A budget for farmers
After decades of watching Budget presentations which ended with a the “sting in the tail” one almost felt that Rishi Sunak must have lost the back page of his speech whilst on the way to the despatch box.
From an agricultural perspective, hardly a single one of the predicted or feared adverse changes came about. Despite the recommendations of the Office for Tax Simplification, The Institute for Fiscal Studies and the All Party Parliamentary Committee on Inheritance, there was no mention whatsoever of Inheritance Tax (IHT), no review of the interaction between IHT and Capital Gains Tax (CGT) and no reduction in the relief for red diesel used on farms.
The only adverse changes were the immediate reduction in the lifetime allowance for Entrepreneurs’ Relief (ER), and the cancellation of the planned reduction in the Corporation Tax rate, both of which were well flagged. In fact, there was some surprise that ER was retained at all.
On the contrary, several changes will have distinctly positive impacts on agricultural businesses, notably:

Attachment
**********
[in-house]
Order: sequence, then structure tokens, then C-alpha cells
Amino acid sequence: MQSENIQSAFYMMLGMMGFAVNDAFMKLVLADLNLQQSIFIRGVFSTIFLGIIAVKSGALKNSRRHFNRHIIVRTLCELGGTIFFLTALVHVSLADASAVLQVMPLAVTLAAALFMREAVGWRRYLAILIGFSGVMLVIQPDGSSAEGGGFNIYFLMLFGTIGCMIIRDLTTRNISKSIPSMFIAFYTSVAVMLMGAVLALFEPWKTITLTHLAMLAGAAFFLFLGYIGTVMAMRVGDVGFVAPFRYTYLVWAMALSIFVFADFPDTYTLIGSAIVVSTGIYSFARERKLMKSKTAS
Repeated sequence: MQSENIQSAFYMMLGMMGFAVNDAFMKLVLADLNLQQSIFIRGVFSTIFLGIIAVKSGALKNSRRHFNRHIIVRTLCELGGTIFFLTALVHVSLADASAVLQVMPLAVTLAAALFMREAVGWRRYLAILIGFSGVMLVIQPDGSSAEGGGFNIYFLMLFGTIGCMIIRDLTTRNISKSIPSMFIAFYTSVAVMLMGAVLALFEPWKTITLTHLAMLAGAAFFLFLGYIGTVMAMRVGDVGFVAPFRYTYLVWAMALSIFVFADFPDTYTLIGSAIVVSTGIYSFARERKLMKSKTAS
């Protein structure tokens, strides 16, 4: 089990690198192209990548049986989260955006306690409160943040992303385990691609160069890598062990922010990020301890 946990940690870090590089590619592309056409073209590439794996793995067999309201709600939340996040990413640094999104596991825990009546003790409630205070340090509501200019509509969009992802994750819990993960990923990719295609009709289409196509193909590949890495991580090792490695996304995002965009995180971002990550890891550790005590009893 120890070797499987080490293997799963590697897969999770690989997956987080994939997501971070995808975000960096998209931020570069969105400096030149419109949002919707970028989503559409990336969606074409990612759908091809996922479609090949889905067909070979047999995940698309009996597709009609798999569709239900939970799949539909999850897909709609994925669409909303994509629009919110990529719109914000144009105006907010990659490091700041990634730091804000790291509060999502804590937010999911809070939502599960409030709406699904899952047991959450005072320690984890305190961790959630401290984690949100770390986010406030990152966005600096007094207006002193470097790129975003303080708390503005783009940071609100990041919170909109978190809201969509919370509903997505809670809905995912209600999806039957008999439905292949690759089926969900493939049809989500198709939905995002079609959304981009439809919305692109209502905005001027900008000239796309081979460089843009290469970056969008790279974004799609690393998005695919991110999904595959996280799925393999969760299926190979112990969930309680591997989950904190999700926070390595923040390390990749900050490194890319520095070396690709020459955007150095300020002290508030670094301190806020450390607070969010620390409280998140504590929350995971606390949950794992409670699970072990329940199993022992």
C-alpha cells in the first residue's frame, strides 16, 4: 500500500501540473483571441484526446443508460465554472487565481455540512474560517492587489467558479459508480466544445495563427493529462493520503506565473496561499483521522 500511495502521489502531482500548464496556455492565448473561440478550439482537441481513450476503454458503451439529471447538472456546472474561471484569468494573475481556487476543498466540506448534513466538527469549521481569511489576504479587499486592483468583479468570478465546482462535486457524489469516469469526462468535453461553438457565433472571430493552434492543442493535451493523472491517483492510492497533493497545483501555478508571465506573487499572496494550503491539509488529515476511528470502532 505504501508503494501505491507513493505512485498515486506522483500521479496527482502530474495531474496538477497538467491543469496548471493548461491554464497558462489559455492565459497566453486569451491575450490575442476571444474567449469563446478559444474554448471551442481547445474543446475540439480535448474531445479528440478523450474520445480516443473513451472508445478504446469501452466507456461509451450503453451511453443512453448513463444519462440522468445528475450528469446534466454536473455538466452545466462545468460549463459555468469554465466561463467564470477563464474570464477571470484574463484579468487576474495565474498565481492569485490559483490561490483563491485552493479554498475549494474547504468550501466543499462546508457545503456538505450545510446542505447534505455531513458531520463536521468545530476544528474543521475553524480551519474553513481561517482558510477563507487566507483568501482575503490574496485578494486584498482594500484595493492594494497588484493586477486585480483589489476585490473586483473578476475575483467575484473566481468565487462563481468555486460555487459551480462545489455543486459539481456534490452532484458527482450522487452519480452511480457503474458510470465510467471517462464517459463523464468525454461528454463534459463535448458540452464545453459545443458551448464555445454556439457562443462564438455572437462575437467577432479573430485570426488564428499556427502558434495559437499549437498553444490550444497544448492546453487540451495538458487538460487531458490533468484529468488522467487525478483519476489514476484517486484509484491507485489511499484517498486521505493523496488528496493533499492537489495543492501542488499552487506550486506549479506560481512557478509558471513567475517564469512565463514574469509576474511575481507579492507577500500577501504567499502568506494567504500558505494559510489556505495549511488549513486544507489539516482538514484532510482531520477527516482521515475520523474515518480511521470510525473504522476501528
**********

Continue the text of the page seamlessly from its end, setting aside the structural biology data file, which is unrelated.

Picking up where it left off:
- The increase in Structures and Buildings Allowance (which gives tax relief on capital expenditure on many new buildings) from 2% to 3% for 2020/21
- The announcement of over £640m for habitat restoration, conservation and tree planting
- Promised review of the planning system, potentially freeing up land for development
- 1% increase in the Research and Development tax credit from 1st April 2020 (for limited companies only)
- Increase in the employment allowance from £3000 to £4000
- Improvements in the “Time to pay” scheme and changes to the Statutory Sick Pay regime during the Covid-19 outbreak to help small businesses
- Changes in the pension contribution rules which would help mitigate Income Tax liabilities in a windfall year
- Most intriguingly, the promise of a £3000 one off grant for those who have buildings which are subject to business rates but covered by small business rating relief. This would appear to include qualifying holiday lets and small solar projects, as well as farm shops or small diversification projects.
Commenting on the Budget, MHA Moore and Smalley agricultural partner Keith Porter said “Looking at these changes, coupled with the benefits which might flow from improvements to the rural road network and broadband coverage, the plethora of innovation grants and the cut in bank base rate of ½%, there is very little not to like here for the rural business.”